North Yorkshire library users delighted to be back as Covid-19 restrictions ease
Library customers in North Yorkshire have embraced the opportunity to return to branches to choose books for themselves following this month’s easing of coronavirus restrictions.
In the first week of reopening from April 12, the county’s libraries welcomed 5,125 visitors, who borrowed almost 21,000 books, and hosted 1,350 computer bookings.
Customers have shared their delight at being back.
At Whitby Library, after telling a customer about all the new books that we had ready to offer customers, supervisor Sara Johnson said: “One customer was so excited about the new book selections that she wished she had a wheeled suitcase with her to take home what she wanted."
Supervisor, Katy Lane-Ryan, also said on the first day of re-opening that her favourite comment of the day was when one child had said to her with a beaming face: “It was just like Christmas being among all the new books!”
County Cllr Greg White, Executive Member for Libraries, said: “It has been wonderful to hear the feedback from people saying how lovely it is to be able to return to their library.
"This confirms our belief about how important libraries are to so many of the county’s residents.
"It’s great to see branches open again and I hope this time they will be able to remain open.”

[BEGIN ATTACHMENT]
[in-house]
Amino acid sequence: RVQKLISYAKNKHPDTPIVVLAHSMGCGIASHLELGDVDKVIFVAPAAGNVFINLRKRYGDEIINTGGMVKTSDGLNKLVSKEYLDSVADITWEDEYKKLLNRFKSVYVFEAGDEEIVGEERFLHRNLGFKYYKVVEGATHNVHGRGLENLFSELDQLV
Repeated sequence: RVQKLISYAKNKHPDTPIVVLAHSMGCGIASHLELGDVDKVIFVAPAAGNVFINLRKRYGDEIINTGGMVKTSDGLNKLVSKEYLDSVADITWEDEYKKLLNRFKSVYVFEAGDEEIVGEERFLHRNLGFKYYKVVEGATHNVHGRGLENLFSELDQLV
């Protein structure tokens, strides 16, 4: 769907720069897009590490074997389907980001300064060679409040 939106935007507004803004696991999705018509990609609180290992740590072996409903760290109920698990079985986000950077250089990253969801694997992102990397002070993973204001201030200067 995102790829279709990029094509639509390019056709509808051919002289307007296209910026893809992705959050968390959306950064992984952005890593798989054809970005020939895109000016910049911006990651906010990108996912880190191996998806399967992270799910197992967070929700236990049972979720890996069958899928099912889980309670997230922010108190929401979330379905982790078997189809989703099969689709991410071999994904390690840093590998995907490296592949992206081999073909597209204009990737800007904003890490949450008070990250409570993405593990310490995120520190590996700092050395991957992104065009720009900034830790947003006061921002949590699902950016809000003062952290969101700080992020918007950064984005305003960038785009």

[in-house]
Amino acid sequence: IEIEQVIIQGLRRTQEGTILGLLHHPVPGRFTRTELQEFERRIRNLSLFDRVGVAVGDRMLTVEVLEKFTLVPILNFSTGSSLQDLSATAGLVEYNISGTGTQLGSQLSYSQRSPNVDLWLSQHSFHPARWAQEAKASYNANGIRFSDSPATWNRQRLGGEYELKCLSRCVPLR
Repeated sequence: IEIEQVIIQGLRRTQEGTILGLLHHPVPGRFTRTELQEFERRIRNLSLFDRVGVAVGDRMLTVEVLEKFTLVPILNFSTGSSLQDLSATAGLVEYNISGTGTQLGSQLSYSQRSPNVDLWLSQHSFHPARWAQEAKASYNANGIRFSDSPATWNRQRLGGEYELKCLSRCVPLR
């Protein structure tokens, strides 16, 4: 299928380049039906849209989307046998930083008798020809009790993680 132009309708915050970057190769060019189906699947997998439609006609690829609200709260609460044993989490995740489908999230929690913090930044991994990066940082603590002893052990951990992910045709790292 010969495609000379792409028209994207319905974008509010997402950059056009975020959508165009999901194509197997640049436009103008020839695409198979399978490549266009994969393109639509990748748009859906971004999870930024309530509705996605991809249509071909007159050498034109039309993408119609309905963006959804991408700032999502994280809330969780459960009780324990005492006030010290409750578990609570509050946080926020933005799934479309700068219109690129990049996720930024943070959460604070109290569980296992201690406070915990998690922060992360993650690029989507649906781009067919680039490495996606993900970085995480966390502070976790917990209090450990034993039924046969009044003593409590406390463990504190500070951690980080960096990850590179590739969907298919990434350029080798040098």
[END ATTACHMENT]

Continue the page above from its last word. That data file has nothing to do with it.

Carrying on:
The library service has invested in its online offer, from e-books and e-audio books to newspapers and magazines, research and reference material and educational resources.
Funding that, in normal years, would have been spent elsewhere within the service has been diverted to increase the e-book stock even more than planned.
Since April 2020, 311,000 digital books have been borrowed.
Libraries General Manager Chrys Mellor said: “We have seen an increase of almost 90 per cent in digital loans - and this is from a starting position of having some of the highest digital usage in the country.
"Because of the rural nature of North Yorkshire we have always invested in digital services to be more accessible to more people.”
Physical stock has not been neglected, with about 44,000 hardbacks added to library shelves for returning customers to enjoy.
A Select and Collect service introduced in the past year has proved popular.
It allows people to contact their library to request the sort of books they want, then collect a selection picked by a member of staff or a volunteer from their library’s entrance.
Up to 10,000 books a week have been borrowed in this way. The service is still available.
A survey of people who used Select and Collect revealed that 93 per cent said it helped them cope with lockdown; 95 per cent said it helped to improve their sense of wellbeing; and 92 per cent said it helped them to feel less isolated.